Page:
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x86: Reset fsbase and gsbase for new threads.
AbandonedPublic

Authored by jhb on Mar 3 2021, 12:12 AM.

Details

Reviewers
kib
Summary

New threads shouldn't reuse TLS registers from old threads, and in
general new threads should begin with a clean register state closer
to exec() than to fork().

In practice thr_new() explicitly sets the TLS register to
params->tls_base before the thread begins execution anyway for native
processes.

Diff Detail

Repository
rS FreeBSD src repository - subversion
Lint
Lint OK
Unit
No Unit Test Coverage
Build Status
Buildable 37517
Build 34406: arc lint + arc unit

Event Timeline

But this change breaks ABI, I suspect. E.g. for amd64 current behavior is to set fsbase but gs/gsbase is copied. Similarly for 32bit on amd64 gsbase is set but fsbase is copied.

After your change, non-TLS base is zeroed..

In D29025#650004, @kib wrote:

But this change breaks ABI, I suspect. E.g. for amd64 current behavior is to set fsbase but gs/gsbase is copied. Similarly for 32bit on amd64 gsbase is set but fsbase is copied.

After your change, non-TLS base is zeroed..

This is true, but it's not clear what is really guaranteed here vs a historical accident. I think if any software wanted to reliably use the non-TLS base they should be explicitly setting it for new threads as there isn't any sort of portable guarantee about what state is inherited from the creating thread.

Hmm, so the only portable guarantee is one we perhaps don't guarantee which is "The floating-point environment shall be inherited from the creating thread." (for pthread_create() from pubs.opengroup.org). I'm not sure if that means things like rounding mode or the actual values of floating point registers. That seems like an odd requirement.

In D29025#650451, @jhb wrote:
In D29025#650004, @kib wrote:

But this change breaks ABI, I suspect. E.g. for amd64 current behavior is to set fsbase but gs/gsbase is copied. Similarly for 32bit on amd64 gsbase is set but fsbase is copied.

After your change, non-TLS base is zeroed..

This is true, but it's not clear what is really guaranteed here vs a historical accident. I think if any software wanted to reliably use the non-TLS base they should be explicitly setting it for new threads as there isn't any sort of portable guarantee about what state is inherited from the creating thread.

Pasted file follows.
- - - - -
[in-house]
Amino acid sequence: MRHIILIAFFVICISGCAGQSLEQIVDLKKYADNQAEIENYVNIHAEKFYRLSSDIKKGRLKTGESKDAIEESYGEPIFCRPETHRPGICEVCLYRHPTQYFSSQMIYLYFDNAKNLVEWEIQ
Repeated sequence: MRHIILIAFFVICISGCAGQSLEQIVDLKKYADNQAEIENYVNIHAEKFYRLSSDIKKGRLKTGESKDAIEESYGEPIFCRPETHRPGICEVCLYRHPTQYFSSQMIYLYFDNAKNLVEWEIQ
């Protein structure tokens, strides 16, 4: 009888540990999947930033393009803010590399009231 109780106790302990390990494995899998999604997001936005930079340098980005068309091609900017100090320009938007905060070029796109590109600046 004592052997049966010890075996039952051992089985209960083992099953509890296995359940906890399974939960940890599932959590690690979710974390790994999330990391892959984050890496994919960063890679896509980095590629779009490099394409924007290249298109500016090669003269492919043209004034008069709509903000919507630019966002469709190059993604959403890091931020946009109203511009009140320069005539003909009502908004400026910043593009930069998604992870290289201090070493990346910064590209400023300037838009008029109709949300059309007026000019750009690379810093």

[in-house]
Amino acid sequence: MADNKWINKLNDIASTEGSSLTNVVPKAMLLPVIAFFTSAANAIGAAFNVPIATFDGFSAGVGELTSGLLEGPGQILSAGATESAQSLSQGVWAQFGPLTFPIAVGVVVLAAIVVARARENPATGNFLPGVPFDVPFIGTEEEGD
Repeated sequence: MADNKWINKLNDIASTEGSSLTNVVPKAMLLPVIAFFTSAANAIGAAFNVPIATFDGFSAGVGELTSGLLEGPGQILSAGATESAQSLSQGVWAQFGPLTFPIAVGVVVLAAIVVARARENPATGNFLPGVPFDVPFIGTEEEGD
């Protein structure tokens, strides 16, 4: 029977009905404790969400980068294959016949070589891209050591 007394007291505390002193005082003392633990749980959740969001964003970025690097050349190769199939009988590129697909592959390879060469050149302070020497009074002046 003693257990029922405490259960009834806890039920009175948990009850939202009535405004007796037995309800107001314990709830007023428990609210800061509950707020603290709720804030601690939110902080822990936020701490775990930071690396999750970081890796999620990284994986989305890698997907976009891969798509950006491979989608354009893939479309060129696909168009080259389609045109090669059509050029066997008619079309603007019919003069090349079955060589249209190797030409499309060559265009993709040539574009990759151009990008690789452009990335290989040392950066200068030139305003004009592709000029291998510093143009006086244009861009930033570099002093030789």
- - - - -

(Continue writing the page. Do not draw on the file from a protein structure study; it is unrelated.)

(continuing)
I am quite sure that there are programs that rely on kernel ABI with this regard. For instance, I remember that at least some versions of sbcl used thr(2) syscalls directly and manipulated segment register bases, for their threading implementation (on Linux they used futex(2)). I would be not surprised to learn that Go generated binaries do the same. That said, I do not see why risk and change ABI there.

Hmm, so the only portable guarantee is one we perhaps don't guarantee which is "The floating-point environment shall be inherited from the creating thread." (for pthread_create() from pubs.opengroup.org). I'm not sure if that means things like rounding mode or the actual values of floating point registers. That seems like an odd requirement.

Posix does not mention many concepts that we implement, or these concepts are too low-level and become details of implementation.

ANSI C states The floating-point environment refers collectively to any floating-point status flags and control modes supported by the implementation. I would assume that POSIX authors are knowledgeable enough to use proper terminology. I wrote the following test program https://gist.github.com/bc6e2256ed12de4dc67d1cac7478d717 . Its output on FreeBSD is

m 3.141593e+00
t 0.000000e+00

and on Linux

m 3.141593e+00
t 3.141593e+00

I'm fine with dropping this. Should we fix the floating point inheritance to match Linux? Even if the goal is just to preserve rounding mode, etc. it seems simpler to just preserve all the state implementation-wise.

In D29025#651549, @jhb wrote:

I'm fine with dropping this. Should we fix the floating point inheritance to match Linux? Even if the goal is just to preserve rounding mode, etc. it seems simpler to just preserve all the state implementation-wise.

I agree that copying the whole FPU save area is the best. In fact, the save area contains not only FPU+ state like x87+XMM+YMM+ZMM, but also e.g. PKRU and (for future) CET. So copying first is perhaps the right approach for other means as well.